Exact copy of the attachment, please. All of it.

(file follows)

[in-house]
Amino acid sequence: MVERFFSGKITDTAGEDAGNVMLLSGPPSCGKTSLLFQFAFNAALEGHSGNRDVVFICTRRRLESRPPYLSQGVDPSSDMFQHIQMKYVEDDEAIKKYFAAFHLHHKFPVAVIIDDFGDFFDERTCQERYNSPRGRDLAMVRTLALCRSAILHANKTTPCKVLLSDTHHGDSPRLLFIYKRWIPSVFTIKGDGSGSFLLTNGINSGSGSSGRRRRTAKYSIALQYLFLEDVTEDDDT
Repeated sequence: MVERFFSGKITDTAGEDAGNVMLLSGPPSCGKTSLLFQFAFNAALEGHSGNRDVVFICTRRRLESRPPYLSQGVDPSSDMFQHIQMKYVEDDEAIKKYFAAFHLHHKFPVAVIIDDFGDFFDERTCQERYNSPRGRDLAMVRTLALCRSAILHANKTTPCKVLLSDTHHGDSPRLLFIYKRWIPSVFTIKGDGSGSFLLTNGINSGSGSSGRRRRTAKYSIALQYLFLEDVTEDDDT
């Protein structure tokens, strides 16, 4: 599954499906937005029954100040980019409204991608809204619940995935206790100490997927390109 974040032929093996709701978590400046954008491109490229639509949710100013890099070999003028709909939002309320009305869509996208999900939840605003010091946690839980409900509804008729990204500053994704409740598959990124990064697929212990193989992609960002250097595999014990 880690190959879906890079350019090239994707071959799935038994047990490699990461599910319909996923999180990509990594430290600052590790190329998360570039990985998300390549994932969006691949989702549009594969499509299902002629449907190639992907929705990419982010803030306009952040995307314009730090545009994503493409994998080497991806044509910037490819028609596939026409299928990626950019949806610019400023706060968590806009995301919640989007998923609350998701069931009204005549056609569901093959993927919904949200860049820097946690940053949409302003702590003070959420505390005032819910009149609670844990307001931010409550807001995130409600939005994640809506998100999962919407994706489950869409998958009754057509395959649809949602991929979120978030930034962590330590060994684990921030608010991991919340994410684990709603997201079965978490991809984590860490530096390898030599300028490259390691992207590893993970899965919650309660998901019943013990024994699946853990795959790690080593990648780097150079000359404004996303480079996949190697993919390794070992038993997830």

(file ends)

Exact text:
[in-house]
Amino acid sequence: MVERFFSGKITDTAGEDAGNVMLLSGPPSCGKTSLLFQFAFNAALEGHSGNRDVVFICTRRRLESRPPYLSQGVDPSSDMFQHIQMKYVEDDEAIKKYFAAFHLHHKFPVAVIIDDFGDFFDERTCQERYNSPRGRDLAMVRTLALCRSAILHANKTTPCKVLLSDTHHGDSPRLLFIYKRWIPSVFTIKGDGSGSFLLTNGINSGSGSSGRRRRTAKYSIALQYLFLEDVTEDDDT
Repeated sequence: MVERFFSGKITDTAGEDAGNVMLLSGPPSCGKTSLLFQFAFNAALEGHSGNRDVVFICTRRRLESRPPYLSQGVDPSSDMFQHIQMKYVEDDEAIKKYFAAFHLHHKFPVAVIIDDFGDFFDERTCQERYNSPRGRDLAMVRTLALCRSAILHANKTTPCKVLLSDTHHGDSPRLLFIYKRWIPSVFTIKGDGSGSFLLTNGINSGSGSSGRRRRTAKYSIALQYLFLEDVTEDDDT
């Protein structure tokens, strides 16, 4: 599954499906937005029954100040980019409204991608809204619940995935206790100490997927390109 974040032929093996709701978590400046954008491109490229639509949710100013890099070999003028709909939002309320009305869509996208999900939840605003010091946690839980409900509804008729990204500053994704409740598959990124990064697929212990193989992609960002250097595999014990 880690190959879906890079350019090239994707071959799935038994047990490699990461599910319909996923999180990509990594430290600052590790190329998360570039990985998300390549994932969006691949989702549009594969499509299902002629449907190639992907929705990419982010803030306009952040995307314009730090545009994503493409994998080497991806044509910037490819028609596939026409299928990626950019949806610019400023706060968590806009995301919640989007998923609350998701069931009204005549056609569901093959993927919904949200860049820097946690940053949409302003702590003070959420505390005032819910009149609670844990307001931010409550807001995130409600939005994640809506998100999962919407994706489950869409998958009754057509395959649809949602991929979120978030930034962590330590060994684990921030608010991991919340994410684990709603997201079965978490991809984590860490530096390898030599300028490259390691992207590893993970899965919650309660998901019943013990024994699946853990795959790690080593990648780097150079000359404004996303480079996949190697993919390794070992038993997830």